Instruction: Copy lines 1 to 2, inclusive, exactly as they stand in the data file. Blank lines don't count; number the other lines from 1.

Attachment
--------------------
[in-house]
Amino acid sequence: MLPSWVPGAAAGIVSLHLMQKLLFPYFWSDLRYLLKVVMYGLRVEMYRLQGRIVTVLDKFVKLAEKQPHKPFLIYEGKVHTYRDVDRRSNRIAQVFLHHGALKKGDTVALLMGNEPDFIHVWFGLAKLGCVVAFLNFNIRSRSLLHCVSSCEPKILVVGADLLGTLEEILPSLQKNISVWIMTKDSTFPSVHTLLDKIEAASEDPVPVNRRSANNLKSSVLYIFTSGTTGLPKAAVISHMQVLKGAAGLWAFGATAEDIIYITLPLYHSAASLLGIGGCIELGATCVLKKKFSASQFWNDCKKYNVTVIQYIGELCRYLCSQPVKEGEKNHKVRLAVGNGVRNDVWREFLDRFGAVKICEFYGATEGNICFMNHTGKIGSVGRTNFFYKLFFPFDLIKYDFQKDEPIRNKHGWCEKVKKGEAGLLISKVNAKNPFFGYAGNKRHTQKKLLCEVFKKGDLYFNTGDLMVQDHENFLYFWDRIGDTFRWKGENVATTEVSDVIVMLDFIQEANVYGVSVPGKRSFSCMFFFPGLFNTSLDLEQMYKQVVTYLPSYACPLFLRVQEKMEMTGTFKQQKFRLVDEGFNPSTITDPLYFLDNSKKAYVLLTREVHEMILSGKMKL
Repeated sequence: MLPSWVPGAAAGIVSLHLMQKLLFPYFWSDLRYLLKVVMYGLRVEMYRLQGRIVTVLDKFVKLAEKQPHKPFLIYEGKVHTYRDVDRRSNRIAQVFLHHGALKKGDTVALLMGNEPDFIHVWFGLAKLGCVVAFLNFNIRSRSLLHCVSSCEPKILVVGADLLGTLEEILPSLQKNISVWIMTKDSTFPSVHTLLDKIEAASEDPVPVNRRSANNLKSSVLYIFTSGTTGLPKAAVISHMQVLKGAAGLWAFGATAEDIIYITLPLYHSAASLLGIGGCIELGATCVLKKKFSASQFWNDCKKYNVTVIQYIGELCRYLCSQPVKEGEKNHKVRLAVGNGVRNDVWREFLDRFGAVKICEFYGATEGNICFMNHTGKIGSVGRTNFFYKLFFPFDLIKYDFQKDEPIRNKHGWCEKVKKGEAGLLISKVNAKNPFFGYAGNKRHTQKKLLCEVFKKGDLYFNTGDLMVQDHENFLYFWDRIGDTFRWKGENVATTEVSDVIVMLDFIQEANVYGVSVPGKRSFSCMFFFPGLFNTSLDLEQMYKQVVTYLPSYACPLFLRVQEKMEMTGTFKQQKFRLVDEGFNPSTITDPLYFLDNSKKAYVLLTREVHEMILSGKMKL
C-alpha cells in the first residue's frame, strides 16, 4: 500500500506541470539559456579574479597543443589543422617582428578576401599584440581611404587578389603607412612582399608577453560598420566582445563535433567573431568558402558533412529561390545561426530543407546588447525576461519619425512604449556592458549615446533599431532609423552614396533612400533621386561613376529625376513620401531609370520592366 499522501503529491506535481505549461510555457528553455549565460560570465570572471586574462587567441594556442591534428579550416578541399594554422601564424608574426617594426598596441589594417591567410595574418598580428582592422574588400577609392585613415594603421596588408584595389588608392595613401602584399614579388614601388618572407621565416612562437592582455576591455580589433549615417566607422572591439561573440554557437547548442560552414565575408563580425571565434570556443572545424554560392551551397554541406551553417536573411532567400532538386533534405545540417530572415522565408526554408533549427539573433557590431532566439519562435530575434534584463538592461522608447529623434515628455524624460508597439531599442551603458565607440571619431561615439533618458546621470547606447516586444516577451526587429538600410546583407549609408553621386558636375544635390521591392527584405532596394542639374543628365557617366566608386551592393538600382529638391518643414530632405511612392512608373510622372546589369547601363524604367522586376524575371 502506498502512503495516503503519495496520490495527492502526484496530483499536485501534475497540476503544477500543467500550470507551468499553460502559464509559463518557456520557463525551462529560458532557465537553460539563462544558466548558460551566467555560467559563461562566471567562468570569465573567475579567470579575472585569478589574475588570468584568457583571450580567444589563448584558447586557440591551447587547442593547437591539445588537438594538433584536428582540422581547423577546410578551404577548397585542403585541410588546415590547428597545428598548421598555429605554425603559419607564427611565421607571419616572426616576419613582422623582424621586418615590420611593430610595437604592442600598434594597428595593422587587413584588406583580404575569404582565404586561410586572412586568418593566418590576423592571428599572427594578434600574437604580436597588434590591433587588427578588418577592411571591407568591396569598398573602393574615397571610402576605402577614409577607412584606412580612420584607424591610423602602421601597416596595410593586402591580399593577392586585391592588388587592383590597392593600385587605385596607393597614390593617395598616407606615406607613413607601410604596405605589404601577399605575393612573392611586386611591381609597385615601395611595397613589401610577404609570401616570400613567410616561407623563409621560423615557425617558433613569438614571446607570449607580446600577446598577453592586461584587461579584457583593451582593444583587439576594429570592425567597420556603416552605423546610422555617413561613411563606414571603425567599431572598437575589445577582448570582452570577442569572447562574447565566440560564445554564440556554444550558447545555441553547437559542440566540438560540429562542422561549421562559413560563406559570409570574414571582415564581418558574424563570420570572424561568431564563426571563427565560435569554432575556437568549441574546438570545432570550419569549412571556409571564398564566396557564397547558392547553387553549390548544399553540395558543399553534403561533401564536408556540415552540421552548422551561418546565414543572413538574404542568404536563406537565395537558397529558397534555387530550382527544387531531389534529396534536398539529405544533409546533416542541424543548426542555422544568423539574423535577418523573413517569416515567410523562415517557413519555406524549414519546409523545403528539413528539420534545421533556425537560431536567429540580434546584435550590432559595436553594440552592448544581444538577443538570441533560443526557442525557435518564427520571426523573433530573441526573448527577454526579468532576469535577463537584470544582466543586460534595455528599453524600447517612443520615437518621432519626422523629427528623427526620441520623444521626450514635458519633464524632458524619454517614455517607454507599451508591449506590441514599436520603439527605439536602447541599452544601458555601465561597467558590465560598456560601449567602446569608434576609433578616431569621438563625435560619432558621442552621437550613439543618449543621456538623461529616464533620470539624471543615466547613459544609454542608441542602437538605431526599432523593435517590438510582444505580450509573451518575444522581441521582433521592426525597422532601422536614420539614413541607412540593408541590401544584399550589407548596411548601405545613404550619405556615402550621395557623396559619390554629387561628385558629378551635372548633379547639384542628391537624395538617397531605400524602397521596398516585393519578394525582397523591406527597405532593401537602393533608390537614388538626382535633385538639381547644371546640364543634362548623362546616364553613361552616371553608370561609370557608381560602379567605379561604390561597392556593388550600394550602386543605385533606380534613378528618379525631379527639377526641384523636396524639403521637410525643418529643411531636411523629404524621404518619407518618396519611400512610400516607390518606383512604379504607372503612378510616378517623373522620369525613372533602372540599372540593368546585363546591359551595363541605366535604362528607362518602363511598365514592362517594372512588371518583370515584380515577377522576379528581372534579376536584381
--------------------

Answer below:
[in-house]
Amino acid sequence: MLPSWVPGAAAGIVSLHLMQKLLFPYFWSDLRYLLKVVMYGLRVEMYRLQGRIVTVLDKFVKLAEKQPHKPFLIYEGKVHTYRDVDRRSNRIAQVFLHHGALKKGDTVALLMGNEPDFIHVWFGLAKLGCVVAFLNFNIRSRSLLHCVSSCEPKILVVGADLLGTLEEILPSLQKNISVWIMTKDSTFPSVHTLLDKIEAASEDPVPVNRRSANNLKSSVLYIFTSGTTGLPKAAVISHMQVLKGAAGLWAFGATAEDIIYITLPLYHSAASLLGIGGCIELGATCVLKKKFSASQFWNDCKKYNVTVIQYIGELCRYLCSQPVKEGEKNHKVRLAVGNGVRNDVWREFLDRFGAVKICEFYGATEGNICFMNHTGKIGSVGRTNFFYKLFFPFDLIKYDFQKDEPIRNKHGWCEKVKKGEAGLLISKVNAKNPFFGYAGNKRHTQKKLLCEVFKKGDLYFNTGDLMVQDHENFLYFWDRIGDTFRWKGENVATTEVSDVIVMLDFIQEANVYGVSVPGKRSFSCMFFFPGLFNTSLDLEQMYKQVVTYLPSYACPLFLRVQEKMEMTGTFKQQKFRLVDEGFNPSTITDPLYFLDNSKKAYVLLTREVHEMILSGKMKL